Workers at Mori, the polling and opinion research group, are to share in a £60m bonanza following the sale of the company to Ipsos of France.
Ipsos confirmed yesterday it would be paying £88m for the company set up by Sir Bob Worcester in 1969. Its turnover at that time was £50,000.
Of the purchase price, £25m will be used to repay Mori's borrowings with £5m paid out to management and staff in the form of Ipsos shares.
However, the bulk of the payment, £55m, will be made in cash with Sir Bob receiving £9m and the remaining staff and management, including the chief executive Brian Gosschalk, sharing an £18.4m pot. Of that, Mr Gosschalk will receive £2.75m.
Mori's private-equity backers, Isis Equity Partners and Caledonia Investments, will share £18.6m, roughly doubling their investment in 19 months since investing in the company in March last year when it was valued at £55m.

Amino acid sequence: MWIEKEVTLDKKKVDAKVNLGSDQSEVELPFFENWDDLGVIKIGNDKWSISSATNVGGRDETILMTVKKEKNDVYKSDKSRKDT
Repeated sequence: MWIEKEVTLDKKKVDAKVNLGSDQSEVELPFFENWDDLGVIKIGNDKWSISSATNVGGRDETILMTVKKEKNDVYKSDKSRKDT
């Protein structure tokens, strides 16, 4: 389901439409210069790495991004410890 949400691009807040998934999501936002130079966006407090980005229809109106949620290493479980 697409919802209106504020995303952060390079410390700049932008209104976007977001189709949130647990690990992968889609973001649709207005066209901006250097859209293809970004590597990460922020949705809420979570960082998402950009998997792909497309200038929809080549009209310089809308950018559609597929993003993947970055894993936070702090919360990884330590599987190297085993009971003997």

Separately, YouGov, the market research business that relies entirely on online polling, reported that turnover had grown 48 per cent to £2.9m, for the year ended July 2005. Pre-tax profit climbed 47 per cent to £996,000, in the first set of results since the company listed this year.
YouGov announced that it would launch a new product that would allow clients to track 1,100 leading UK brands on a daily basis. The brands - ranging from Fairy Liquid and Mars to British Airways and HSBC - will be rated by 2,000 members of YouGov's internet panel every day. The pollster said the service would allow clients to spot trends affecting their brand, and rivals' brands, much more quickly. For instance, it could test the effectiveness of a new advertising campaign.
"It is true that the vast majority of brands do not change daily. But all long-term trends begin somewhere and you want to catch them before others do," YouGov's joint chief executive Stephan Shakespeare said.